You’re chatting with a group of friends or coworkers around the water cooler, over lunch, or in line to pick up the kids from school. The conversation meanders through politics and social issues, when suddenly the topic of abortion comes up. It only takes a moment for everyone to realize that you’re a pro-lifer. Your friends begin peppering you with questions and objections, some of which you’ve heard before, some of which you haven’t:
“How can you equate an embryo to a baby, if it has no higher brain function?”
“What about pregnancies resulting from rape or incest?”
“I’m personally against abortion, but I wouldn’t tell others what to do.”
“Shouldn’t it be a choice between a woman and her doctor?”
“Who are you to impose your morality on everyone else?”
What would you say to answer these questions and show your friends why abortion is wrong, in less than five minutes?
Now wait — before you answer, let’s make things more interesting: imagine that instead of you facing these questions, it’s your college-age son or daughter, and imagine that instead of a group of friends, they’re staring down a pro-abortion professor in front of a classroom of their peers. Would they be up to the challenge?
Believe it or not, it isn’t as daunting as it sounds. There’s a powerful and practical new resource designed to prepare college-bound students for this moment, and others like it.
Renowned pro-life apologists and authors John Ensor and Scott Klusendorf have teamed up to write what I think could be the coup de grâce for abortion among millennials. It’s called Stand for Life: A Student’s Guide for Making the Case and Saving Lives, and it’s packed with tools to cut through the relativist and utilitarian mythology that prop up the pro-abortion argument. It’s full of simple, powerful and usable answers to some of the toughest questions friends or professors will throw at your son or daughter.
For example, how do you answer someone who argues that fetuses in the first trimester clearly aren’t human yet, and are therefore okay to abort? Simple! You start with the only four features which make any fetus different than you or me: size, level of development, environment, and degree of dependency. As Ensor and Klusendorf show, none of these differences are morally relevant to the question of a fetus’ humanity.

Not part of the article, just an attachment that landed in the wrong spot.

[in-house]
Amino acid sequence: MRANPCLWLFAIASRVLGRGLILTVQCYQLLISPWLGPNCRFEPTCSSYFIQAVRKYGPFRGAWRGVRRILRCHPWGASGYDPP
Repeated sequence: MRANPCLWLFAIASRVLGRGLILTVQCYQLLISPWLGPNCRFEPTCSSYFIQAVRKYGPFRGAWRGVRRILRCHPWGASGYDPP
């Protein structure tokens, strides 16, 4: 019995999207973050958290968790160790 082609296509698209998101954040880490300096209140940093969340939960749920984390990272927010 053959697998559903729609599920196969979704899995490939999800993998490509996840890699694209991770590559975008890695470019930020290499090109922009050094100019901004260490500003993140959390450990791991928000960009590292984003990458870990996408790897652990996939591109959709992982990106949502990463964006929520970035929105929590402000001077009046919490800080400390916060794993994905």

Okay, what if someone tells you that abortion is a personal choice, and that women have a right not to have other people’s morality imposed on their private decisions? Well, you “trot out the toddler” as the book says. No one would ever make the same argument in favor of killing toddlers. By showing the inconsistency, you can demonstrate that while personal choice is important, no one has the right to choose to take innocent human life.
And that, according to Ensor and Klusendorf, is how pro-lifers can win not just debates, but minds — by focusing with laser beam intensity on the only question that really matters: What is the unborn? Science, of course, overwhelmingly answers this question for us. The unborn child is a human being.
This handbook is not only designed to convince students to believe in the dignity of unborn life, but also how to persuade others, with grace and winsomeness. And if you tune in to "BreakPoint this Week" this weekend, you can hear Scott and John flesh out these arguments even more.
Students are one of the most at-risk groups for abortion. Knowing how to make the case on campus could make the difference between life and death for a child you’ll never meet.
Come to BreakPoint.org, click on this commentary to get your copy of Stand for Life and to listen to my interview with the authors on "BreakPoint this Week." Read the book, pass it to a student, and pray this generation will be the last to know legalized abortion in America.
John Stonestreet, the host of The Point, a daily national radio program, provides thought-provoking commentaries on current events and life issues from a biblical worldview. John holds degrees from Trinity Evangelical Divinity School (IL) and Bryan College (TN), and is the co-author of Making Sense of Your World: A Biblical Worldview.
BreakPoint commentary airs each weekday on more than one thousand outlets with an estimated listening audience of one million people. BreakPoint provides a Christian perspective on today's news and trends via radio, interactive media, and print.
Publication date: February 22, 2013